Young collectors of today have a unique perspective in collecting coins compared to what many of us experienced while growing up. Think of the Internet. How easy is it to take for granted the huge resources the Internet has provided in researching coins, buying and selling them and simply keeping in touch with events and "real time" collector stories from around the world?
Collecting coins is no longer localized to such a large degree as it was for us older collectors growing up. While there are few things more enjoyable and knowledge gaining than visiting the local coin shop or making it to a coin show that is within traveling distance, those opportunities are scheduled and infrequent. With a few mouse clicks in a web browser, a young collector can learn about nearly any coin at any time.
Then there are the newer coins of today …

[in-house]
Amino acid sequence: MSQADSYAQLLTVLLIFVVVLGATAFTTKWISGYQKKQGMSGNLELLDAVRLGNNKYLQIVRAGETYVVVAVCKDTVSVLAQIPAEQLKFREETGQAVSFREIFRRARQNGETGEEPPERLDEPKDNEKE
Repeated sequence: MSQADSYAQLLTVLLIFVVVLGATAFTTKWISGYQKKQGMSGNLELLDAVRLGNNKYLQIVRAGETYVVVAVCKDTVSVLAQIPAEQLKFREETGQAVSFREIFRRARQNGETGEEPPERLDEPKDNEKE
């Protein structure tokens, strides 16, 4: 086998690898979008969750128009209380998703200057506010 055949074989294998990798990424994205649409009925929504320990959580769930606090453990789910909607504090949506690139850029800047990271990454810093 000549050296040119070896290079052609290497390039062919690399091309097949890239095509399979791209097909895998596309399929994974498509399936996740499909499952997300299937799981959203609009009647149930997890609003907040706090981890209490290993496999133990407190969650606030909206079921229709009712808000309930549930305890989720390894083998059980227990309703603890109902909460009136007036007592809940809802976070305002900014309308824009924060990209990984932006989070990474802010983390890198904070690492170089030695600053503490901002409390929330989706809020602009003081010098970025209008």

The hobby has gone through a “neo-renaissance” in the past 10 years, said U.S. Mint director Edmund Moy.
Before the quarter series, the typical coin collector was a white male, 55 and older, said mint spokesman Michael White. “Now coin collecting has a much broader appeal,” he said.
These are quotes from a Steve Rosen column and reflect U.S. coinage and Mint comments. However, innovate thinking in Mints and resulting unique collector coins are available to young collectors from around the world.
As a young collector, imagine the opportunity at buying the Perth Mint’s orbital coin, the world’s first pyramid shaped coin from the Pobjoy Mint, or one of the simply spectacular minted coins from a world mint that was highlighted in the most recent World Coin News sponsored Coin of the Year (COTY) event.
Today, young collectors can not only see high resolution images of coins the day they become available, they can also learn about and buy them from across the world. Those opportunities were simply rare for most youthful collectors of yesteryear. Imagine how the youth of today will change the coinage of tomorrow through these youthful experiences most of us never had.
The embedded Kansas City Star column by Steve Rosen is another nice reminder about how some things are different for young collectors of today.